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What Medical Tests Should Teach Us About the NSA Surveillance Program

Davak Re:Flawed Analogy (107 comments)

When you screen huge masses of people needlessly, almost all to all of your hits are going to be incorrect. Additional testing of these false positives are harmful. Biopsies, radiation, no-fly lists -- harmful.

Nobody is saying that we should never wiretap if we have evidence. That's testing a small population. The problem here is that we are wiretapping everybody to attempt to find evidence.

about a year ago
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Disappointing Cancer Study Results Go Unreported

Davak Re:More complaining and second-guessing (77 comments)

As somebody who was previously in the academic medical field, this is not just a problem with cancer drugs. "Positive Outcome Bias" or "publish bias" is a huge problem.

http://www.ama-assn.org/public/peer/7_15_98/jpv71042.htm

A negative study should be just as important as a positive study. If done well... obviously.

Published negative studies dissuade doctors from using certain offlabel treatments. Published negative studies prevent other docs from wasting time and money to discover the same results.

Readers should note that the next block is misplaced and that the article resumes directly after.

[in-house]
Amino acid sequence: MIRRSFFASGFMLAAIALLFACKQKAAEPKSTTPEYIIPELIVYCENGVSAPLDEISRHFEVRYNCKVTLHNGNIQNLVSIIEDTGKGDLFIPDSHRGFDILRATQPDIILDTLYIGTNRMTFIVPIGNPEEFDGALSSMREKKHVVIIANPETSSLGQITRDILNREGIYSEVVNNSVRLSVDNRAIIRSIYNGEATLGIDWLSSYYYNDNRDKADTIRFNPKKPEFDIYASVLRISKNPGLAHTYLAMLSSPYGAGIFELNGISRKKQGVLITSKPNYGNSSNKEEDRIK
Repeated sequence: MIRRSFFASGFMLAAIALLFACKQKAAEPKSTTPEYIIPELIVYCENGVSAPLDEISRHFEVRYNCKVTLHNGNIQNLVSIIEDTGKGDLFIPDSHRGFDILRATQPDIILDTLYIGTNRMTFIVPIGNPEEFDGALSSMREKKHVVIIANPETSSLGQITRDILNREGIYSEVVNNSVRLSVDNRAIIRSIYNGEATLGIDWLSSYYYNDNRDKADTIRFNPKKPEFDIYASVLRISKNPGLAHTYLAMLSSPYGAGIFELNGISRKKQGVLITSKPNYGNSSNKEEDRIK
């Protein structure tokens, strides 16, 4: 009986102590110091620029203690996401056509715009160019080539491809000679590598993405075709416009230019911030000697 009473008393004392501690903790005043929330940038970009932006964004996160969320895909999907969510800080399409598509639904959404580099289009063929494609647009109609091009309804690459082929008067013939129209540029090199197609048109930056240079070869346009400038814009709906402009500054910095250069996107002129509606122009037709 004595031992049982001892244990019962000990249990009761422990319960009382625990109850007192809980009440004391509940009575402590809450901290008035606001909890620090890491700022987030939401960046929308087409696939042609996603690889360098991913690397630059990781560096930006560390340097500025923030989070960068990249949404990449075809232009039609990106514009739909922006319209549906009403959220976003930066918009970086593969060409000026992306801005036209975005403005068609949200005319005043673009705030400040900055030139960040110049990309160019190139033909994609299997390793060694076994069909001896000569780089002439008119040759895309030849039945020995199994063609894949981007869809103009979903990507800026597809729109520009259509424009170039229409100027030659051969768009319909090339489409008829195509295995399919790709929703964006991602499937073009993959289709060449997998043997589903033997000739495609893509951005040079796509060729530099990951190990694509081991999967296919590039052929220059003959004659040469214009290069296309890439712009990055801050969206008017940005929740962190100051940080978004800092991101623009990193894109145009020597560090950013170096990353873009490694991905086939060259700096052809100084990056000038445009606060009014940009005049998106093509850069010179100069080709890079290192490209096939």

More importantly, many clinical changes are based on meta-studies... which as basically studies which combine all the available data. If negative studies are not published, it throws off these metastudies... and thus bad care occurs.

more than 6 years ago

Submissions

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What Medical Tests Should Teach Us about the NSA Surveillance Program

Davak Davak writes  |  about a year ago

Davak (526912) writes "In many ways finding the small amount of terrorists within the United States is like screening a population of people for a rare disease. A physician explains why collecting excessive data is actually dangerous. Each time a test is run, the number of people incorrectly identified quickly dwarfs the correct matches. Just like in medicine, being incorrectly labelled has serious consequences."
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Davak Davak writes  |  more than 7 years ago

Davak writes "The old fogey slashdot has announced a new (dare I say, Web 2.0) youthful, digg-like voting system-Firehose. This new code is described as a "collaborative system designed to allow users to assist editors in the story selection process." This review of the Firehose describes the new features and implications of this new system. For example, much of Firehose's AJAX eye candy is built around yahoo's ajax toolkit."

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